The skin is a critical barrier to the environment that requires robust healing mechanisms to prevent infections. Repair of the skin is complex, requiring the coordination of numerous cell types in a time sensitive cascade.
The Crane Lab studies the fundamental mechanisms underlying defects in skin tissue regeneration, repair and remodeling. We focus on the regulation of cellular repair in chronological and sun damage-induced aging as well as diabetes. Our main areas of focus surround the impact of metabolic signaling in skin disorders.
Understanding the mechanisms of the anti-aging properties of exercise. Recently, we found that IL-15 was a signaling molecule released during exercise which improves aging skin structure and boosts cellular mitochondria. Ongoing work is testing the effects of IL-15 therapy to improve skin repair and protect against damage. Energetic signaling and metabolism in epidermal stem cell maintenance. Most reserach in metabolism has focused on highly energetic tissues such as liver, muscle brain or cancer cells. However, we know very little about how energy signaling impacts the maintenance and repair of the skin. We are studying this signaling in several areas of skin biology: What is the role of mitochondria and metabolic signaling in the skin? Does an energetic deficit or impaired energy sensing cause skin pathologies?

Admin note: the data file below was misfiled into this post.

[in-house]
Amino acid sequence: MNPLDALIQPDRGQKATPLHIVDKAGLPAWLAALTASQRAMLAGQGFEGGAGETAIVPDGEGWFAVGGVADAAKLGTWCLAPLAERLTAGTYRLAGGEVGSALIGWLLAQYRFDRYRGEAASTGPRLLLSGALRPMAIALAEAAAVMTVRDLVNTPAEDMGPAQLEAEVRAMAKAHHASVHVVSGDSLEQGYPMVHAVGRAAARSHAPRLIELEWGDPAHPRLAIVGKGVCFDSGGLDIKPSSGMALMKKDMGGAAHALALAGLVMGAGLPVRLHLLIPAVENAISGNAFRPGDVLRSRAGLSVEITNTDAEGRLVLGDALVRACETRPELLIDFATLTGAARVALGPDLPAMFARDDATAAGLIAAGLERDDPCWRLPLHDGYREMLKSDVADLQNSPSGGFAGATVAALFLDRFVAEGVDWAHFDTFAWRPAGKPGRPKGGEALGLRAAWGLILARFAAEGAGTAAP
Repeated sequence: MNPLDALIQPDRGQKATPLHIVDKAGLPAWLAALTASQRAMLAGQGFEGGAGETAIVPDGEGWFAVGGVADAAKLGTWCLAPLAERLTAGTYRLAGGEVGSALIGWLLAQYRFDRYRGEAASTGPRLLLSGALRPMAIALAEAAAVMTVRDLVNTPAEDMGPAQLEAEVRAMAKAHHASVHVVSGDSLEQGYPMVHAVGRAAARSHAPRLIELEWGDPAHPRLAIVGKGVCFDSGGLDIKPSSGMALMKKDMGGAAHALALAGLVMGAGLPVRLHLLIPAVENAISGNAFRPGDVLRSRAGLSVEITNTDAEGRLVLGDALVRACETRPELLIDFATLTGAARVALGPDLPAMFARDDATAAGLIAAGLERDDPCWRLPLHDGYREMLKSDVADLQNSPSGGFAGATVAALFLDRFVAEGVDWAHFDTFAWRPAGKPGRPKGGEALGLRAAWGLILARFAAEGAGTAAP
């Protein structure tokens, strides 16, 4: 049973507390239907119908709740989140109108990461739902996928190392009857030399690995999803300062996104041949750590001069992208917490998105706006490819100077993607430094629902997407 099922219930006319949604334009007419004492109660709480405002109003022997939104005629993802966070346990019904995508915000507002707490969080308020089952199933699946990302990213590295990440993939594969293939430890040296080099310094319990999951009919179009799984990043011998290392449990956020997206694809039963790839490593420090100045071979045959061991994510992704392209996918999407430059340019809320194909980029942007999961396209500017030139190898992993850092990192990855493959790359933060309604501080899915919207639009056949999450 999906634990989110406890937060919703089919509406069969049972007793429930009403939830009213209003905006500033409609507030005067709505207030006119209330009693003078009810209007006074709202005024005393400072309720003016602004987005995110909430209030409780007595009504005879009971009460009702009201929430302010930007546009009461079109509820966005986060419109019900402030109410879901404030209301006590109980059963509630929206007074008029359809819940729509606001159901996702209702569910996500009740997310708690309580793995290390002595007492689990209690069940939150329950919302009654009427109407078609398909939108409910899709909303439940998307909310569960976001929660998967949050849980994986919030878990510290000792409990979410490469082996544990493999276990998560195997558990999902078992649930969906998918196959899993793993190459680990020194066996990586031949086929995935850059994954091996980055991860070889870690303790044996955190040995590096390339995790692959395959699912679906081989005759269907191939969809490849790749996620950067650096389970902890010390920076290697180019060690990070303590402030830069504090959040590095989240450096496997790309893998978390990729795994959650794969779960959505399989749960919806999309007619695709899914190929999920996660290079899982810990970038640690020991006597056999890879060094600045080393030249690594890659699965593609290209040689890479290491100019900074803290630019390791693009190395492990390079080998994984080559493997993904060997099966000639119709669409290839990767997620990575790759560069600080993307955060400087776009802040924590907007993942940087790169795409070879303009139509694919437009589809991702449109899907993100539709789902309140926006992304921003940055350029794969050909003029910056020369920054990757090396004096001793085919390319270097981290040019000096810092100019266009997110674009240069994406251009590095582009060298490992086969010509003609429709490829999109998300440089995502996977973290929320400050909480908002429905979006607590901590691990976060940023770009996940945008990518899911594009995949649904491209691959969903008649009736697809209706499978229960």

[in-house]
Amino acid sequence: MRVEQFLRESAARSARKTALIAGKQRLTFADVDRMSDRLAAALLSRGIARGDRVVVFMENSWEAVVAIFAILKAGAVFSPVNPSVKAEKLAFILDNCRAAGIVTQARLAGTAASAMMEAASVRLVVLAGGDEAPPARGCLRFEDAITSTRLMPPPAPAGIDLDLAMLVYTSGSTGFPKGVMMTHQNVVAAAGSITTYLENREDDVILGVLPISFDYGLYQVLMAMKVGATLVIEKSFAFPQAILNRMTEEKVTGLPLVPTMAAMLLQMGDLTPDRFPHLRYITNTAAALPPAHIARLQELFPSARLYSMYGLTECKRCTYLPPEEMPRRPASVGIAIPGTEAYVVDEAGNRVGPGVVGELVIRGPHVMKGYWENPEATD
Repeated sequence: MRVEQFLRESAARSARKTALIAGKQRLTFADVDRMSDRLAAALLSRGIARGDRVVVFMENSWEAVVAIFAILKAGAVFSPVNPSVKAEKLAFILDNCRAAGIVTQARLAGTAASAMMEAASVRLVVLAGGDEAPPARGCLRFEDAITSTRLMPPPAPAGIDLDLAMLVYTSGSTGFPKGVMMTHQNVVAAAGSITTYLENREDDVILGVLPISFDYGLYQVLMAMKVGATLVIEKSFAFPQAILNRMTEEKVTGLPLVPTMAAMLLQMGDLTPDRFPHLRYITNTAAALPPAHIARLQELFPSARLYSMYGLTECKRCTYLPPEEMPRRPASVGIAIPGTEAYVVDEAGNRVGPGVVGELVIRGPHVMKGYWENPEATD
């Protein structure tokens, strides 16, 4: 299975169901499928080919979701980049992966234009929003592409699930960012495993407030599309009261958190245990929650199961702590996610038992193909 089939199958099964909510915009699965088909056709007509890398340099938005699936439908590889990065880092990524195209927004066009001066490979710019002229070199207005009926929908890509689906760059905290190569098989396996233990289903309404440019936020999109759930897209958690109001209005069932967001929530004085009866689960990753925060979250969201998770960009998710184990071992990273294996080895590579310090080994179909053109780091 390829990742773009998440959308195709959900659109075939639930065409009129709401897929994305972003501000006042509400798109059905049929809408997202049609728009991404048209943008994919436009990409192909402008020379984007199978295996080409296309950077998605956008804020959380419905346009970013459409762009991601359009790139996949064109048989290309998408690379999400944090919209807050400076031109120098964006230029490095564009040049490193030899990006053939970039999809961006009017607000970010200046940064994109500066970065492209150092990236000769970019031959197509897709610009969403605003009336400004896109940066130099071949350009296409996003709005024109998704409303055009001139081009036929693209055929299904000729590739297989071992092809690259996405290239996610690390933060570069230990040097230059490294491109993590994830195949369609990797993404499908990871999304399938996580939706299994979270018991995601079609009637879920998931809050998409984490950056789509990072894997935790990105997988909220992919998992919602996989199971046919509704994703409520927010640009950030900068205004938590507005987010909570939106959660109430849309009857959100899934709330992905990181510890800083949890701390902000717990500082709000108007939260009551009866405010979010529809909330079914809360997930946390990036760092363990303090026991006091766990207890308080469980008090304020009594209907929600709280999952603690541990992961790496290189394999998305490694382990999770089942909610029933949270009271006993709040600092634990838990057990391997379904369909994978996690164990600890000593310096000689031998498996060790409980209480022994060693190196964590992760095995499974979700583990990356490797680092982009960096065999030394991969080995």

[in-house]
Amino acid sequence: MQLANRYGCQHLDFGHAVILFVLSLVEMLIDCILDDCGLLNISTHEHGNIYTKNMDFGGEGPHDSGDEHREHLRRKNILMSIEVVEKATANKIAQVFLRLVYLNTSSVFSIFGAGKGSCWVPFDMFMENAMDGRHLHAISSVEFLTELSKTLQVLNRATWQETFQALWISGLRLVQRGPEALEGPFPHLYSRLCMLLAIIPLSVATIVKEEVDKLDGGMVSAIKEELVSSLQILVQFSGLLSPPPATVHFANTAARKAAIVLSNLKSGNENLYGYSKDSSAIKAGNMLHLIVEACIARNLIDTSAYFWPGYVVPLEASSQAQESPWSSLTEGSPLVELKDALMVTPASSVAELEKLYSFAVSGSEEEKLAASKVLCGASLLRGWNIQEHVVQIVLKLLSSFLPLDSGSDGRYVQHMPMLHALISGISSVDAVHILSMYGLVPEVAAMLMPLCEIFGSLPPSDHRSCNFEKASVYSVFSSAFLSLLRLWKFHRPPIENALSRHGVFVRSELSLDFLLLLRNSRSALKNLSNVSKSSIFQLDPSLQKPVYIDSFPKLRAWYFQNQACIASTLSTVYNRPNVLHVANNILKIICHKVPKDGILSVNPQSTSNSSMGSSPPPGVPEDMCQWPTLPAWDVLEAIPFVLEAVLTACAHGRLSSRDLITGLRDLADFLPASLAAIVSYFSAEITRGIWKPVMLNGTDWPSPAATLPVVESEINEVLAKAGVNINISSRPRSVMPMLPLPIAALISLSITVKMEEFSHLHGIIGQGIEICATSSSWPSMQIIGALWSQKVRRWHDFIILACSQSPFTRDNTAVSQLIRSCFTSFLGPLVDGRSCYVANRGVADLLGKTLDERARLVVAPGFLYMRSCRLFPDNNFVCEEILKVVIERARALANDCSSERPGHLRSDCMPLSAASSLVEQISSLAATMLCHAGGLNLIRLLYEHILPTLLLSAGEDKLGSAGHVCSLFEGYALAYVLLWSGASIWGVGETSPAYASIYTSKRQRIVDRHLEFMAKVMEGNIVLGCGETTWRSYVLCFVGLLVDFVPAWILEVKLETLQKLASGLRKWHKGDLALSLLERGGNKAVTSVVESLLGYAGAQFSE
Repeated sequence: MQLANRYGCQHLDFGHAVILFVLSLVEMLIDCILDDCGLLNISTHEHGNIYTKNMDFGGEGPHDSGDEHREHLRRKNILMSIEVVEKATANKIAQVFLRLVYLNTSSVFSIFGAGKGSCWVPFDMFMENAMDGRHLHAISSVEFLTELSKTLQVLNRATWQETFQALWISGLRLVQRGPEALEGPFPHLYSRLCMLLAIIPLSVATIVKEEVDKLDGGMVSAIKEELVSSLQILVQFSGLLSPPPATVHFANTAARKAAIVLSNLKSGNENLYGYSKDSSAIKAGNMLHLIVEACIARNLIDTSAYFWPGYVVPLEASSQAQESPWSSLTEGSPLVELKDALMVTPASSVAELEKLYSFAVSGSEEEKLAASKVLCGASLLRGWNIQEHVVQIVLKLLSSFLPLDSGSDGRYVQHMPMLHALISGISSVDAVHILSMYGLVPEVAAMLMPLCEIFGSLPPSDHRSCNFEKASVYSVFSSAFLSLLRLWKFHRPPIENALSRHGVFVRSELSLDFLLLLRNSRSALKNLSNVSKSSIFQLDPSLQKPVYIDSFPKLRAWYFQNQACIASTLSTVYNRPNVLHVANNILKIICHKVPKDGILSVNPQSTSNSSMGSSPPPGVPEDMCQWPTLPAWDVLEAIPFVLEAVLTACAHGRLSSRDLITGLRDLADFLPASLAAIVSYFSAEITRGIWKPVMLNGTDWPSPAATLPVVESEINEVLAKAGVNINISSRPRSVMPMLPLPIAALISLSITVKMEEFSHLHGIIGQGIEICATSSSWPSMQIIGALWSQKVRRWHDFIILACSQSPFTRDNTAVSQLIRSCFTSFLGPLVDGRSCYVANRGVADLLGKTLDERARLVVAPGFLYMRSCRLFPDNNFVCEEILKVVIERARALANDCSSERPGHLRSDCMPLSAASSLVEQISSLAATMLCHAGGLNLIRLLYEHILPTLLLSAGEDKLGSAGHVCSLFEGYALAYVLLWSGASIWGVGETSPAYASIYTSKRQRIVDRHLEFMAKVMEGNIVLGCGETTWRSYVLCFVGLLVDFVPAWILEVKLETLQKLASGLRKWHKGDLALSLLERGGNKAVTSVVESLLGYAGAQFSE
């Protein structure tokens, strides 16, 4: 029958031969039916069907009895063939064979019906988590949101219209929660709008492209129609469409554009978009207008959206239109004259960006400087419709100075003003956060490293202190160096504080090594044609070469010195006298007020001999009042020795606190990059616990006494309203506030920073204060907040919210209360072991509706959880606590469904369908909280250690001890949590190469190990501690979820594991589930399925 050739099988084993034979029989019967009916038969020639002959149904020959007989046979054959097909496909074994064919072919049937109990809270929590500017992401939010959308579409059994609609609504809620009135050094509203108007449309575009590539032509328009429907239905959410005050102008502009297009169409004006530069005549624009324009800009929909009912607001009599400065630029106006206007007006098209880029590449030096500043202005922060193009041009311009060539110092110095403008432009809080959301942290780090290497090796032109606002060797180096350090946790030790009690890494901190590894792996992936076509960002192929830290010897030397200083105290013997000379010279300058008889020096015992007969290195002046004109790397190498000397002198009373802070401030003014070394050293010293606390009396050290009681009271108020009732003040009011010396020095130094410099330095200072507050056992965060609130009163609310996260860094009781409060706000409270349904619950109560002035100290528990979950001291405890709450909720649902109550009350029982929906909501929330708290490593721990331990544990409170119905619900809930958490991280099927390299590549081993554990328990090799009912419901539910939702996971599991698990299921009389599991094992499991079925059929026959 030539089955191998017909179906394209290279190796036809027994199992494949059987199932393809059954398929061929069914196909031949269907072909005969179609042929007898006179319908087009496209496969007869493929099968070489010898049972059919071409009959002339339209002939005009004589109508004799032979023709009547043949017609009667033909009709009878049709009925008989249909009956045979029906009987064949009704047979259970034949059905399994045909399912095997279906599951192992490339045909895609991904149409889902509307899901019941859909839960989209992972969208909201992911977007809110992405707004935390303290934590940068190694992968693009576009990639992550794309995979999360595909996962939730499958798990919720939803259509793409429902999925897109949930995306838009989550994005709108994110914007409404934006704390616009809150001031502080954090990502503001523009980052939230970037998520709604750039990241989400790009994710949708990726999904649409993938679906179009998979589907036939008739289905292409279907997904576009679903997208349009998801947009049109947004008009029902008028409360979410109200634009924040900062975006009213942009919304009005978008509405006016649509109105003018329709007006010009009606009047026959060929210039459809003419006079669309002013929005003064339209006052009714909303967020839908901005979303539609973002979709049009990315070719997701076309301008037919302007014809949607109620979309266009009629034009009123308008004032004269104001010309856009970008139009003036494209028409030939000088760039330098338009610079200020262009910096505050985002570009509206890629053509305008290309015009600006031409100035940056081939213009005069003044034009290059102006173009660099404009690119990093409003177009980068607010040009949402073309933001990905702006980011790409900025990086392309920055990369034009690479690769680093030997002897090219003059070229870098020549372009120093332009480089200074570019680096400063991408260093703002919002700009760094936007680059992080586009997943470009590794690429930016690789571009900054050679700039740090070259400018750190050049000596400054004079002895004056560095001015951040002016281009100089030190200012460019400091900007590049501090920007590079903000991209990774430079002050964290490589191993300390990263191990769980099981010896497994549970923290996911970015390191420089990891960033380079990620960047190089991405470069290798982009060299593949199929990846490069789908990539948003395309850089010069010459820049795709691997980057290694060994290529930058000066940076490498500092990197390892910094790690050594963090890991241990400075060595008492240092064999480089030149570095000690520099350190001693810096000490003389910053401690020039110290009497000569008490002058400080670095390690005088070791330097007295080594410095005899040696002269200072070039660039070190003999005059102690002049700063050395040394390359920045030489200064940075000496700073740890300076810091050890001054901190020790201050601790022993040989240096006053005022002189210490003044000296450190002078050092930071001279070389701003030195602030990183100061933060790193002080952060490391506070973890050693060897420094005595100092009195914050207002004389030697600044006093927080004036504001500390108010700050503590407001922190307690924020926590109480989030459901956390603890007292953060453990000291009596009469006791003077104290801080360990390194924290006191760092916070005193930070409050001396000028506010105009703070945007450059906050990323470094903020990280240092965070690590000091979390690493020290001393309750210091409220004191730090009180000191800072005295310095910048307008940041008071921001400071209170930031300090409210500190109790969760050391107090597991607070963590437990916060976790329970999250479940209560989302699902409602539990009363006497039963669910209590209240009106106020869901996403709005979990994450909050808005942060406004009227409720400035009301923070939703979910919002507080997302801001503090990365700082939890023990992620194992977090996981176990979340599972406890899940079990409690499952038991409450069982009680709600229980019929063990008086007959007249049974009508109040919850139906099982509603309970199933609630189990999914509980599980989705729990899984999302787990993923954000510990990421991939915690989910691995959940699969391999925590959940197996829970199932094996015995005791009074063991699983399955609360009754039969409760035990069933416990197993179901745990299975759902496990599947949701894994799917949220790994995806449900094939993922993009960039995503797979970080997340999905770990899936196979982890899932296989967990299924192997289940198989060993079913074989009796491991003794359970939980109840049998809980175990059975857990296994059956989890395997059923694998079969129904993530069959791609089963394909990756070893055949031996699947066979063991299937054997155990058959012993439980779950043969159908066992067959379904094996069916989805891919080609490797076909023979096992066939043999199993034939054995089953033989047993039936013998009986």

Mediators of scar tissue formation and fibroblast-epithelial cross-talk.
Developing new imaging methods to better characterize skin regeneration.